Trials & Litigation

Judge slashes $211M from punitive award in Roundup cancer case

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A San Francisco judge has slashed a punitive damages verdict by about $211 million in a lawsuit claiming the weed killer Roundup caused a groundskeeper’s cancer.

Judge Suzanne Ramos Bolanos reduced punitive damages on Monday from $250 million to $39.25 million, the same amount jurors awarded in compensatory damages, report Courthouse News Service, USA Today, the Wall Street Journal and the San Francisco Chronicle. The National Law Journal posted the opinion.

If lawyers for 46-year-old plaintiff Dewayne “Lee” Johnson reject the lower award, Bolanos will order a new trial on the punitive damages issue. Johnson’s case was the first to go to trial among around 4,000 pending suits.

During an Oct. 10 hearing on the award, Bolanos questioned whether Johnson’s lead lawyer, Brent Wisner, had crossed a line when he told jurors that lawyers for Roundup’s maker were waiting for the verdict and, “if the damages number isn’t significant enough, champagne corks will pop.”

Roundup was made by Monsanto, which is now owned by Bayer AG, a German pharmaceutical company.

Two jurors told the Wall Street Journal that Wisner’s remarks didn’t influence them. “Obviously he was being theatrical, but that’s what attorneys do,” said juror Gary Kitahata.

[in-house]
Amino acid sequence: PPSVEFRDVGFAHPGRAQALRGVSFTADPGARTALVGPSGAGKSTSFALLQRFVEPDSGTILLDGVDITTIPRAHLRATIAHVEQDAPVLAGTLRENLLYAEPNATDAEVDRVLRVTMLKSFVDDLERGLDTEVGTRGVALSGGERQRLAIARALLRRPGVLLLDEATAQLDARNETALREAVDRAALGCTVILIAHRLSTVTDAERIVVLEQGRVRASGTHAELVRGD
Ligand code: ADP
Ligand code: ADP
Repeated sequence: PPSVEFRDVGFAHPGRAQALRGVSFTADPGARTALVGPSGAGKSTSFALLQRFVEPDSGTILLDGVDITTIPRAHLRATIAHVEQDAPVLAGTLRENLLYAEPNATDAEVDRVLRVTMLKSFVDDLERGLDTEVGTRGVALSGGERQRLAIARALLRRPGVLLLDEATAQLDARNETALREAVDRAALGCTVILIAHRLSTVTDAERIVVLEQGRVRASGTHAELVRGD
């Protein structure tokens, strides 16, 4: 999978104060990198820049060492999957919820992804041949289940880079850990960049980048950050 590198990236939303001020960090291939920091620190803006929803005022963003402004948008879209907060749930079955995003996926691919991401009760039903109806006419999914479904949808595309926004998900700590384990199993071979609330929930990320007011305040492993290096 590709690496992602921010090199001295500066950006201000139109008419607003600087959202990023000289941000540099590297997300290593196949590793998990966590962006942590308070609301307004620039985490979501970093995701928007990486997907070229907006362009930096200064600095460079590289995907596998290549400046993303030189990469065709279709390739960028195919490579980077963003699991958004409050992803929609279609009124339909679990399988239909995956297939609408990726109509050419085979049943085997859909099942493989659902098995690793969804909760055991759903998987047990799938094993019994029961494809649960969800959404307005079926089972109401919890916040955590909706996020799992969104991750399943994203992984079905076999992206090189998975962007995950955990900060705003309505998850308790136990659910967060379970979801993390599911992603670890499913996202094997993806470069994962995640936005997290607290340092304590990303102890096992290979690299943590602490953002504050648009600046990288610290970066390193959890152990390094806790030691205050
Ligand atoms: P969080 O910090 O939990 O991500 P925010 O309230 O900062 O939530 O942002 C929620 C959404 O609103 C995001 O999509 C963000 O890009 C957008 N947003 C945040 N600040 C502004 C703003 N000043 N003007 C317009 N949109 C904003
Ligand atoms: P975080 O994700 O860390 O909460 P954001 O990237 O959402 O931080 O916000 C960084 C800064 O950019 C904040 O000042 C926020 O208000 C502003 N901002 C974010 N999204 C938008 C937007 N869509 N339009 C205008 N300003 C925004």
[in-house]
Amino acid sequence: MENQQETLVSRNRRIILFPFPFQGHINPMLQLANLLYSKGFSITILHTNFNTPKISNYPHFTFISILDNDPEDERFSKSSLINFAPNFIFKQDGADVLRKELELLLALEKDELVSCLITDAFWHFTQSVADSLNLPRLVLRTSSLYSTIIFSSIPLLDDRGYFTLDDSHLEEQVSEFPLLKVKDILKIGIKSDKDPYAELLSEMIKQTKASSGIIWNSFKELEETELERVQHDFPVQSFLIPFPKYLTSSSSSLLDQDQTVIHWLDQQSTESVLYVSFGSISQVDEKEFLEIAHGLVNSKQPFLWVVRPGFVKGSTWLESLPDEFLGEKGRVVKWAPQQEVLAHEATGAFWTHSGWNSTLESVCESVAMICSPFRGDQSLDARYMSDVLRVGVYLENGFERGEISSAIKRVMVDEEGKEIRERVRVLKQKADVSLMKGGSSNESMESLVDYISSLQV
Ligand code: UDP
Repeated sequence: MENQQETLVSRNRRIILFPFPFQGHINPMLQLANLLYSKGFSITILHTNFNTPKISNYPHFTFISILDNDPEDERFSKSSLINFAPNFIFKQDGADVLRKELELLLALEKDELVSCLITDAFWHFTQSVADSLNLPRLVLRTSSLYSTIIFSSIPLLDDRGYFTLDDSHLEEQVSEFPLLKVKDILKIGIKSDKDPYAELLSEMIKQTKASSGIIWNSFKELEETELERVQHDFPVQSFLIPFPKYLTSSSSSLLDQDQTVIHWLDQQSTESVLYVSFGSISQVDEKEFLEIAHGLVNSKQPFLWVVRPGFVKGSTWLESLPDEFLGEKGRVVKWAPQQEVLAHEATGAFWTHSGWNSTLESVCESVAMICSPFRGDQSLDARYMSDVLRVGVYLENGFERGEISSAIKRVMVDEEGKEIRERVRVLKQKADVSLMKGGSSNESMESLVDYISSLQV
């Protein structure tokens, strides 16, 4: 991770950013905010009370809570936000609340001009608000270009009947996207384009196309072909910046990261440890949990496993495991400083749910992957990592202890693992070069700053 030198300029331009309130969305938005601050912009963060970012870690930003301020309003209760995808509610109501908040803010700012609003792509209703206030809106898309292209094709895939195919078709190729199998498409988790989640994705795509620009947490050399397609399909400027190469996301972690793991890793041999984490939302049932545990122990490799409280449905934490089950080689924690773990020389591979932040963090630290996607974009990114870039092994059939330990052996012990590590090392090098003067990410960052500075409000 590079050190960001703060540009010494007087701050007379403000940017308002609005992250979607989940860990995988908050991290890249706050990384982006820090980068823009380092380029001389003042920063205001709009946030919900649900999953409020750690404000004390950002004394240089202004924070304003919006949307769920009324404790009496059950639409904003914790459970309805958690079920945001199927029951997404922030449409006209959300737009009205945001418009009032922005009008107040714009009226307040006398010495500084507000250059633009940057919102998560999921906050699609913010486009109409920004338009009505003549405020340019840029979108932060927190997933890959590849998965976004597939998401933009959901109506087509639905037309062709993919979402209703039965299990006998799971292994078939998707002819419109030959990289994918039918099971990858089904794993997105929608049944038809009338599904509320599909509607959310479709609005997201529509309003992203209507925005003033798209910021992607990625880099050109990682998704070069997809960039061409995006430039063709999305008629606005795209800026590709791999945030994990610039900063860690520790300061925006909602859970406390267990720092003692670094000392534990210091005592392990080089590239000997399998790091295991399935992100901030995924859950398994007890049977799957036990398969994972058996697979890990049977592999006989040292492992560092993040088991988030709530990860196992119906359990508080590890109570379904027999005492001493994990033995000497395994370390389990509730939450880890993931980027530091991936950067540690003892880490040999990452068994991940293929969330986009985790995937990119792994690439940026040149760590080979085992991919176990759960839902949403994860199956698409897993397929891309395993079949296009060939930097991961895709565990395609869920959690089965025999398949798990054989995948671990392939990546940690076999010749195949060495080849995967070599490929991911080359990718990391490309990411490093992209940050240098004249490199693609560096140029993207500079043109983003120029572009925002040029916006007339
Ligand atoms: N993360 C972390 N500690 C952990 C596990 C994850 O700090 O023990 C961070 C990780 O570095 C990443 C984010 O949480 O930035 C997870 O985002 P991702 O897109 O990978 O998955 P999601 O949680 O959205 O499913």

Bolanos had earlier indicated she was considering tossing the entire $250 million punitive award because lawyers for the plaintiff had failed to produce clear and convincing evidence of malice or fraud by Monsanto, as required by the California Civil Code.

At least three jurors, including Kitahata, wrote letters to Bolanos expressing concern about her tentative ruling, according to the San Francisco Chronicle. “You may not have been convinced of the evidence, but we were,” Kitahata wrote.

In her decision on Monday, Bolanos said a jury could find that Monsanto’s continued marketing of Roundup, despite a link to the type of cancer suffered by Johnson, could constitute corporate malice for purposes of punitive damages.

But she said compensatory damages of $39.25 million already were substantial, and due-process precedent requires a one-to-one ratio of punitive to compensatory damages in such cases.

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